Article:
Tuesday, 16 October 2007

Blue Screen


Acting with blue screen mattes is a part of filming that is thought to be especially difficult, since the thing that you are looking at is just a cross on a wall or a stick with a blob on top. Whether you are supposed to be reacting to the majesty of a nineteenth century Brazilian opera house or your beloved being thrown from a parapet, an alien making pancakes in your parent's kitchen or a unicorn guiding you through an enchanted forest, the blue screen stays pretty much the same; a big blue backdrop, just hanging there. Lately it is more likely to be green, but still, it doesn't emote much. Of course, neither does the camera lens or the theatrical backcloth, but you will still spend many hours staring at bits of Gaffa tape stuck to the inside of a lens hood or gazing out of a window frame at a third of a tree stump stuck in a bucket in front of a painting of a forest. (On one film I was in the director was so in love with the other actress that he couldn't bear to have a shot without her in it. Thus, all my close-ups were organised with her reflection over my shoulder while I would talk to a light stand. As she was both incredibly beautiful and disconcertingly lovely, I only minded a bit.)
When we were filming 'Dinotopia', there was an enormous amount of green screen work, and one of the sound stages was entirely painted the requisite shade of green. There were flight sequences and mountain top scenes and machines developed to simulate the stride of different dinosaurs, so that when you sat in the saddle (very high up) and the right programme was set, you could be on a larger or smaller dinosaur, walking or running. If the wrong programme was set it was not unlike riding a mechanical bull. (Yes, I have, once with a lot of tequila.) A great deal of thought had gone into the dinosaur-riding machine, but you couldn't stay on it for very long without throwing up, dinosaurs are an awkward taxi. But the main problem with dinosaur filming was the great variety of heights. In a scene with a triceratops, a couple of diplodocus (diplodoci?) and some veloceraptors, there were only so many sticks with blobs on that could be set up. The amazing special effects team at Framestore must have had a terrible time fixing the eye lines in editing.
My earliest memory of filming with blue screen was the 'Chester Mystery Cycle Plays' for the BBC. I was 10 and playing a type of seraph and spent some days milling around the studio at Woodlane with a pair of wings and a halo. As I remember there were a lot of set pieces and plenty of time to observe the surroundings. When I came home my parents asked how it was all going. "God was lovely." I said, "And Mary gave me a cup of tea. But I don't like the Devil much." "No" said my dad, "I know what you mean."

4 comments:

  1. Everything you are writing is so interesting! You can`t imagine how much I`m enjoying it :-)I`m learning lots of things. I didn`t even know that "Blue Screens" existed! :")

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  2. I'm so glad you're enjoying it Niki. As you can probably tell, I secretly really like working with blue screens. The only problem is that you can't wear anything blue for the scenes that you will film in front of the blue screen as they will become part of whatever the screen is supposed to be. In the case of the Harry Potter films, for instance, his cloak will become invisible (and everything underneath it). So it was a shame on one film, which was almost entirely set within the time frame of only day, that I spent a lot of time chosing a pale green shirt for the character only to find out that we had a huge green screen sequence in the middle of the shoot. That is one of the many reasons why I am not in charge of costumes.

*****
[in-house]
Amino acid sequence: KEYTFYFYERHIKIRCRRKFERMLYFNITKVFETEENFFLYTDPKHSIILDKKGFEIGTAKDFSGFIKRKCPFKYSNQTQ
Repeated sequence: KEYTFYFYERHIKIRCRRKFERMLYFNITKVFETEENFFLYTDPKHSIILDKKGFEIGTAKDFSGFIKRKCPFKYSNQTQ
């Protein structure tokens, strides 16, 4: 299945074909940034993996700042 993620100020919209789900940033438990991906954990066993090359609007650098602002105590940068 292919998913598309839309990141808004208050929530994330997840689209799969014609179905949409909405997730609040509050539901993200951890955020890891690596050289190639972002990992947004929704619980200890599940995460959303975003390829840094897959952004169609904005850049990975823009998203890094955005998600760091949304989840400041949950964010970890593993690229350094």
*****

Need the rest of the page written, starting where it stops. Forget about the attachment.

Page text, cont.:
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  3. Hello Sophie.
    I just saw a great film, with you and our character Elisabeth, my god you are beautiful!
    It’s something with your eyes and secret smile that is so sensual.
    Of course i had to search the internet. That film was a long time ago but still...wow.
    I hope i was not to forward but i am an swedish actor, and i know that you cant fake or train that kind of mysterious beauty. I live in Stockholm City, have done a lot of TV and radio plus voice over jobs, and recently i had a part as the character Leif, in director Roy Anderssons new film You - the living. I tried to overact, to show to much feelings in one take, but the director said on and on not to. It’s not easy to show sorrow or happiness or any kind of mood, but when i started… not try to act in the "park scene", it became perfect. Everything in the film is hand built in studio 24, Stockholm, sometimes i wish we would have used a blue screen =) take care and a big hug from your swedish friend Jugge (Yagge) in Stockholm. P.S Write to me anytime.

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  4. Hi Jugge,
    Good to hear from you. Thank you for you kind comments but remember that film you saw was made a long time ago!
    It sounds like you had a very good director, I have not seen Roy Anderson's films, but I look foward to finding them now, Songs From the Second Floor especially. You, the Living has not come out here yet.
    It is always difficult getting the balance right between expressing enough emotion to convey feelings and showing too much. Some wonderful actors often overact but are compelling to watch and others, equally talented, seem very blank and allow the audience to project what they want on to the character. There are no easy answers.
    The sudio sounds wonderful and Sweden produces such extraordinary cinema and actors. I am a huge fan of Lukas Moodysson, and Together is one of my favourite films. Lucky you to be working there now. I once did a film with Liv Ulman and wish I had heard her talk about her experiences with Bergman.

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